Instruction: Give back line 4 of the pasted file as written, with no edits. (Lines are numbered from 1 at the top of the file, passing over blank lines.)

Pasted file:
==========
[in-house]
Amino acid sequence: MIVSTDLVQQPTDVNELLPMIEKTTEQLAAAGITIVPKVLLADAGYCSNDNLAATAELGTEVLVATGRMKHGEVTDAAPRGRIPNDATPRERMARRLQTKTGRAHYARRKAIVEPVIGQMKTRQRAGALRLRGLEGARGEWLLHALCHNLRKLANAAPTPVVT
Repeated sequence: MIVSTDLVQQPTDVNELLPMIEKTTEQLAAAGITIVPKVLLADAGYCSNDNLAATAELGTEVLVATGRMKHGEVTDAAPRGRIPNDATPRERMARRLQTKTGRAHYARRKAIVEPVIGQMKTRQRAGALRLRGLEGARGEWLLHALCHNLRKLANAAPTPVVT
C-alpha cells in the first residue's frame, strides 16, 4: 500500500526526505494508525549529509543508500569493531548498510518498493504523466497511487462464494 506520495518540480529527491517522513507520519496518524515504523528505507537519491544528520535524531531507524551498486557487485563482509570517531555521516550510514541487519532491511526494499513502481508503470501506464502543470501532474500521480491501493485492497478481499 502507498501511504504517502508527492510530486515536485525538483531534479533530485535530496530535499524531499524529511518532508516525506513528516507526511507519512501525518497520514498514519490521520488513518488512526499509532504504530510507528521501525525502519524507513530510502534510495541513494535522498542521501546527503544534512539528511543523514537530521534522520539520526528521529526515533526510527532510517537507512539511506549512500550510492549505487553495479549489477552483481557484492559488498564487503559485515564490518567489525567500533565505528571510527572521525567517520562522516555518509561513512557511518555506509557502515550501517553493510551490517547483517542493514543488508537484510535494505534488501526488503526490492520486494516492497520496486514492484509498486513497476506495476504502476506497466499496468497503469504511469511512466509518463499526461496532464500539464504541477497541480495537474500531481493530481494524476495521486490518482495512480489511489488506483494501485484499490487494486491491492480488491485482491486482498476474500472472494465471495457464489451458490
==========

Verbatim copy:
C-alpha cells in the first residue's frame, strides 16, 4: 500500500526526505494508525549529509543508500569493531548498510518498493504523466497511487462464494 506520495518540480529527491517522513507520519496518524515504523528505507537519491544528520535524531531507524551498486557487485563482509570517531555521516550510514541487519532491511526494499513502481508503470501506464502543470501532474500521480491501493485492497478481499 502507498501511504504517502508527492510530486515536485525538483531534479533530485535530496530535499524531499524529511518532508516525506513528516507526511507519512501525518497520514498514519490521520488513518488512526499509532504504530510507528521501525525502519524507513530510502534510495541513494535522498542521501546527503544534512539528511543523514537530521534522520539520526528521529526515533526510527532510517537507512539511506549512500550510492549505487553495479549489477552483481557484492559488498564487503559485515564490518567489525567500533565505528571510527572521525567517520562522516555518509561513512557511518555506509557502515550501517553493510551490517547483517542493514543488508537484510535494505534488501526488503526490492520486494516492497520496486514492484509498486513497476506495476504502476506497466499496468497503469504511469511512466509518463499526461496532464500539464504541477497541480495537474500531481493530481494524476495521486490518482495512480489511489488506483494501485484499490487494486491491492480488491485482491486482498476474500472472494465471495457464489451458490